Surrey Circumnavigation – Walking a lap around Surrey County

Until a couple weeks ago I thought I lived in Surrey.  I moved to England in 2008 and have lived in the village of Ham, beside the river Thames halfway between Kingston and Richmond for most of the last 12 years.  And in all that time, I have put ‘Surrey’ at the bottom of my address.

But a couple of weeks ago I discovered that we don’t live in Surrey at all.

My discovery came about because Management at work (which I also thought was in Surrey but it isn’t) asked all staff to think about doing something in August that would challenge us.  For me, the word ‘challenge’ means doing something that I don’t know if I will be able to complete, and my first thoughts were that it would need to be a long walk – maybe a walk around Surrey.

My attempt at baking Ruth a Birthday cake - I forgot to add the eggs!
My attempt at baking Ruth a Birthday cake – I forgot to add the eggs!

My manager told me that the ‘challenge’ didn’t need to be physical, although most of my work colleagues seemed to be choosing challenges such as couch to 5km, running a certain distance in under a certain time, or cycling, rowing, etc.  She even said that the ‘challenge’ could be something like baking a cake – I wondered if she was referring to my attempt to bake a Birthday Cake for my wife back in March when I forgot to add the eggs to the cake mixture – but again, my idea of a challenge is something that I don’t know if I can achieve, and I know I can bake a cake if I really want to.

So I decided that my work challenge would be to walk a lap around Surrey, and it was then that I discovered that I didn’t actually live in Surrey!

How could that be?  The Surrey County Council offices are in Kingston.  I have passed them many times over the years.  But Kingston isn’t in Surrey?

Well it turns out that Kingston was ‘moved’ into the county of Greater London in 1965 (55 years ago) but the Surrey County Council decided to remain based in Kingston, and most residents still refer to Kingston as being in Surrey.

So I actually live in Greater London, and not Surrey.

Not to be deterred, I decided that I would still walk a lap around Surrey as my challenge for work and I set about mapping a route that would be suitable.  In 2016 and 2017 I walked a lap around the outside of the M25 motorway and my rule for those walks was that I had to walk as close to the motorway as possible, but I couldn’t cross under or over it, and obviously couldn’t walk on the motorway itself.  I set a similar rule for the Surrey Circumnavigation – I had to stay on the outside of the Surrey border during the walk, but keep as close as possible to the border throughout.  The idea being that I would walk a lap around the outside of Surrey without every crossing into Surrey itself.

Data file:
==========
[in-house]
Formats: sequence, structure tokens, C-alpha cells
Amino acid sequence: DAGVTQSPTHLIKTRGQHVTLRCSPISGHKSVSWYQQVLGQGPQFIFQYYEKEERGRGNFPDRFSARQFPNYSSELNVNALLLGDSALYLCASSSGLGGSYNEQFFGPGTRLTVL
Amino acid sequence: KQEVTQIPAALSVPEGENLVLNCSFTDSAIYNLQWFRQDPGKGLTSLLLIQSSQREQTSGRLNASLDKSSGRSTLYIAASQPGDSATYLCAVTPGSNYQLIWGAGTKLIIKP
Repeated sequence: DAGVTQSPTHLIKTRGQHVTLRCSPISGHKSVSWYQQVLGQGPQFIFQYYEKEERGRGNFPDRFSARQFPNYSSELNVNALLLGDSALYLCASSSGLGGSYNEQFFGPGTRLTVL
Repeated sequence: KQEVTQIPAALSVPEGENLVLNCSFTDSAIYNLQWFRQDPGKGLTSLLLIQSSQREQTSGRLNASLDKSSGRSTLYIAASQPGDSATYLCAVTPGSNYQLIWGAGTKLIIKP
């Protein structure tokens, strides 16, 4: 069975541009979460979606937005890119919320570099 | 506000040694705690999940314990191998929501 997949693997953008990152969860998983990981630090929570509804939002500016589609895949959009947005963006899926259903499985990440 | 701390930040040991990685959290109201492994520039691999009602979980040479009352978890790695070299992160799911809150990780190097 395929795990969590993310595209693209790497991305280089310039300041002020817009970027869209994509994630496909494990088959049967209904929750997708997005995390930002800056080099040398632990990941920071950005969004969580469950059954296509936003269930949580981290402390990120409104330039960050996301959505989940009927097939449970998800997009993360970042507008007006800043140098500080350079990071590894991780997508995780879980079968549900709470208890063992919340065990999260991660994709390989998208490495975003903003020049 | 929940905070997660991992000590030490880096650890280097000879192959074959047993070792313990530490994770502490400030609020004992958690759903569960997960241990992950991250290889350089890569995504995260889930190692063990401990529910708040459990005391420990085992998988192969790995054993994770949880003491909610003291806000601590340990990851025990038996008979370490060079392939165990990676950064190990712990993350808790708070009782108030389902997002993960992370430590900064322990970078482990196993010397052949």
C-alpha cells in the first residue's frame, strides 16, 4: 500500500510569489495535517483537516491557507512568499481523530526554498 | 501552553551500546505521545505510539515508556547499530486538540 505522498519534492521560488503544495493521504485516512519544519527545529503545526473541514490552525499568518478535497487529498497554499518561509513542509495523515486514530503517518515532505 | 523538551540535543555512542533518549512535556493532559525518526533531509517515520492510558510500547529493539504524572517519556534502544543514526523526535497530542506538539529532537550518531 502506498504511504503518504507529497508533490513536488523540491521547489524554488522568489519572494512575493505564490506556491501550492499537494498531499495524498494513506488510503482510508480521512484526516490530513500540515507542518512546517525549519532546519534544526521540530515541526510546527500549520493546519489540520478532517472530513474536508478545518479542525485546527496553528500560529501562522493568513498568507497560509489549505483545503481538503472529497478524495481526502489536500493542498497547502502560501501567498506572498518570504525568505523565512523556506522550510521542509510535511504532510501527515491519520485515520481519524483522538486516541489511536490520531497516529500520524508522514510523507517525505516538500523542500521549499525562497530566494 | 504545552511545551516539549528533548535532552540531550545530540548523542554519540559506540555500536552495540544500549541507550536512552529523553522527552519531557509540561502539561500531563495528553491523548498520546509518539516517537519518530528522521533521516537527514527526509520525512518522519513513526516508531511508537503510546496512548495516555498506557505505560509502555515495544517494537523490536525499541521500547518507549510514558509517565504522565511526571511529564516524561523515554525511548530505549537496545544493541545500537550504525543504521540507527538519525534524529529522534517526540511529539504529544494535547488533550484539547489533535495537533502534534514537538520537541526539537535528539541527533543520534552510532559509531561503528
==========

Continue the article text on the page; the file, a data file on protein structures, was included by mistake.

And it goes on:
Surrey circumnavigation route
Surrey circumnavigation route – the black line is the Surrey county border and the blue line is the route I planned to walk

As with the mapping of the M25 routes, and some other walks I done over the years, I used to plan my route.  But this time, I switched the map view to use ‘World Topo’ view which showed me the county boundary lines.  I measured an initial route and discovered that there were many other places where I would have to walk many extra miles to avoid what would have been a much shorter walk if I took a shortcut into Surrey, but rules are rules.  My initial mapping showed that I would need to walk approximately 209 miles (337km). This would be my longest walk outside of a race, and my 5th longest ever.

I decided I would do the walk during the first weekend of August as a) that met the requirements for our ‘August challenge’ at work, and b) I didn’t have any commitments at work during the first week of August so could take a couple days leave if needed.  I booked the Monday off work as annual leave and marked the Tuesday as ‘Annual Leave TBC’ in my calendar in case I needed the Tuesday as well.

I also re-mapped the route I would take, starting at Grayshott which is a small village on the Surrey/Hampshire border, just off the A3 meaning that it would be easy to get to via car.  The benefit of starting in Grayshott was that I would be able to meet my wife/sons for a decent feed near Kingston on the Sunday afternoon/evening, and also change clothes, and pick up additional snack food, etc. It also meant that I would have to finish, as I would need to get back to Grayshott to collect the car.

And that was about as much planning as I did – identify a start/finish location, map out a route and download it to my phone, pack the food and equipment I would need for the walk plus additional supplies for when I would meet Ruth on the Sunday, and then wait until the morning of Saturday 1st August 2020 for the walk to begin.

Grayshott to Gatwick:

On the Saturday morning I woke when the alarm went off at 4am, had my normal breakfast of porridge and yoghurt and then drove down to Grayshott, about 40 miles away by car.  I found a quiet, safe looking street to park the car and a suitable ‘landmark’ to use as my start/finish line – the Grayshott village hall – and after taking a ‘start’ selfie I headed off on my adventure at 6:35am.